The asylum was filled with shouts and cries, both eerie and plaintive. Nurses in starched white uniforms moved apace at the direction of doctors in long white laboratory coats. Odors mingled: the antiseptic tang of alcohol, perspiration, urine, and fear. “If I had to stay here any length of time, I would go mad,” I told Roland. He placed a steadying hand on my arm.
“We’re here to see Miss Katherine Jameson,” I announced to the matron at the desk. Behind her were – not to mince words – cages where the inmates sat, stood, slept, screamed, or cried, as they saw fit.
She did not look up. “Are you both kin?”
“I am her sister. This is our friend, Mr. Roland Luminos.”
“Worry not, my dear girl. I shall content myself by sitting in this rather austere waiting area and perusing the latest news of the atrocity that has the townspeople so agitated.”
After signing some paperwork, the matron led me through a set of solid doors with sturdy locks, down a corridor, and into a small cell. The walls were heavily padded, and nothing sharp was inside the room, not even on the furniture, which consisted of a stained mattress on which lay a single bedsheet. On the mattress sat Kathy, staring blankly at the far wall, her hair a wild tangle.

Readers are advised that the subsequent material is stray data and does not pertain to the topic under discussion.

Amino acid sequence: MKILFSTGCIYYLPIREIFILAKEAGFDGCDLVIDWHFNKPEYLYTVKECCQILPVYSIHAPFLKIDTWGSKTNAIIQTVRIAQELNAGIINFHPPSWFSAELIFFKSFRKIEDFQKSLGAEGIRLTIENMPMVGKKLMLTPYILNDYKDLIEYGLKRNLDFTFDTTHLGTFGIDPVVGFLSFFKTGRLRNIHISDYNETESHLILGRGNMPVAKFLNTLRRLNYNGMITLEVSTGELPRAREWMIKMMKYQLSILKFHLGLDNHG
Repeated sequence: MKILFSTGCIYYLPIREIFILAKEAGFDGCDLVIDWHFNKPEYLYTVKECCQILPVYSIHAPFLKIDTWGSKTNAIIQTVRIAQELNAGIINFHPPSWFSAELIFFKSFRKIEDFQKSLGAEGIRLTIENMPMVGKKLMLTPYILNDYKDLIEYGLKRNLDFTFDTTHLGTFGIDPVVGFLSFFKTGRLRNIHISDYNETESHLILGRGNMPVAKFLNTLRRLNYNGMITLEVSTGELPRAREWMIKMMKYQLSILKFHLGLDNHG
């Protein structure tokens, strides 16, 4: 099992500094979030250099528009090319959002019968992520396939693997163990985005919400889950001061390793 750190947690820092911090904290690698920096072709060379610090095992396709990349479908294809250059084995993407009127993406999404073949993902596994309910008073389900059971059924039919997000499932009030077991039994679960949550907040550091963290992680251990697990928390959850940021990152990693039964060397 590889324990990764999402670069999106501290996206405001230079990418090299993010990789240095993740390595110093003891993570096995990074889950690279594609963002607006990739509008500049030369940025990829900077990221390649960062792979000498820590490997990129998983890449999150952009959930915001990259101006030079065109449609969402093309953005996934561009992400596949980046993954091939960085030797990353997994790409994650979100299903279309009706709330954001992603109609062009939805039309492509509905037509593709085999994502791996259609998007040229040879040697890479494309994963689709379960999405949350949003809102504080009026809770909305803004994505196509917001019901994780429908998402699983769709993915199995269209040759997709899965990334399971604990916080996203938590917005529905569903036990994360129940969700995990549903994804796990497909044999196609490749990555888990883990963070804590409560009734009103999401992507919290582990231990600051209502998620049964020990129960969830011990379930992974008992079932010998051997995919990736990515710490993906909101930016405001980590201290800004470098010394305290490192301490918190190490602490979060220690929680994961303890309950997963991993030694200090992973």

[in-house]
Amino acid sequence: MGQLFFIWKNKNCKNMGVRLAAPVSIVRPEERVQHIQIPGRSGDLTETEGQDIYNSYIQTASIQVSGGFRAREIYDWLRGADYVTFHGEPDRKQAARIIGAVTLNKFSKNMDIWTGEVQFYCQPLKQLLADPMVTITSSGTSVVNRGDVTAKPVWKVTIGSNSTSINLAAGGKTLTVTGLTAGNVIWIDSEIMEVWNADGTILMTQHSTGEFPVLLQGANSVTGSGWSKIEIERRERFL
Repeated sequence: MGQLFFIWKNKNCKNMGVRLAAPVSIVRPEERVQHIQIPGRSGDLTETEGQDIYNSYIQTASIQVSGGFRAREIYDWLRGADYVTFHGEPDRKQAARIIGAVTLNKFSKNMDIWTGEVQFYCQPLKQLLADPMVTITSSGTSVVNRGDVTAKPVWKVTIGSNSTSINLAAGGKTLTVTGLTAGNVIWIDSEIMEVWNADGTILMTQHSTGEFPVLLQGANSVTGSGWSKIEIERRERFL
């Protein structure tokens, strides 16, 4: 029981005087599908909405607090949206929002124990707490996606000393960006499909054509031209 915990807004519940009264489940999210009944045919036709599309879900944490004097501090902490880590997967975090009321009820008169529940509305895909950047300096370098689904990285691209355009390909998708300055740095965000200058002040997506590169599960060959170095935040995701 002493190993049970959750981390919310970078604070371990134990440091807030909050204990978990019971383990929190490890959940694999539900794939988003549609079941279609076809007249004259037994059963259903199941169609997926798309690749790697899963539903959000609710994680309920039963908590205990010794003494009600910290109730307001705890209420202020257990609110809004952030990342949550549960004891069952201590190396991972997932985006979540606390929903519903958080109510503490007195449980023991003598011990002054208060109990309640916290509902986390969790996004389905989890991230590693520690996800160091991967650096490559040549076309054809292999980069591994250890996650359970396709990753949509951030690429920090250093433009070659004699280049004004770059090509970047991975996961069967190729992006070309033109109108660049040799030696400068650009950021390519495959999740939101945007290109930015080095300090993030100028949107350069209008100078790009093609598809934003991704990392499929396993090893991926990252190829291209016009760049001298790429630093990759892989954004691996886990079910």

At the sound of the door lock tumbling open, Kathy turned around. Her face contained no trace of makeup, and its pallor gave her the appearance of a ghost. For a moment it appeared she did not recognize me, or could not decide whether I was human or apparition, then a broad smile formed and she threw her arms around me.
“Rhianon! Bless me, you came!”
“Of course I came, silly. As did Roland, though he was not allowed to see you, and is waiting outside the secure area. Now, in the name of the Guvnah, tell me what is going on? Are you ill?”
Her grin widened. “Not any longer! Please, please, Rhianon, get me out of here.”
I looked at the matron, who shook her head. “Only Doctor Steinwald can authorize release of a patient involuntarily committed. Her chart says he wants two more days of observation, at the very least.” Kathy blanched.
“May I stay here, and keep my sister company?”
“Until visitors’ hours are over, at eight p.m. That’s a little more than two hours from now. I have to lock you in here. If she becomes violent –”
“I’ll give her a good crack on the head, just as I did when we were younger.”
Matron did not look amused. “If she becomes violent, call for one of the guards.” She left, locking the door behind her.
I looked directly at Kathy and crossed my arms. “Now, do tell how you managed to find yourself in this situation.”
“It’s like this…”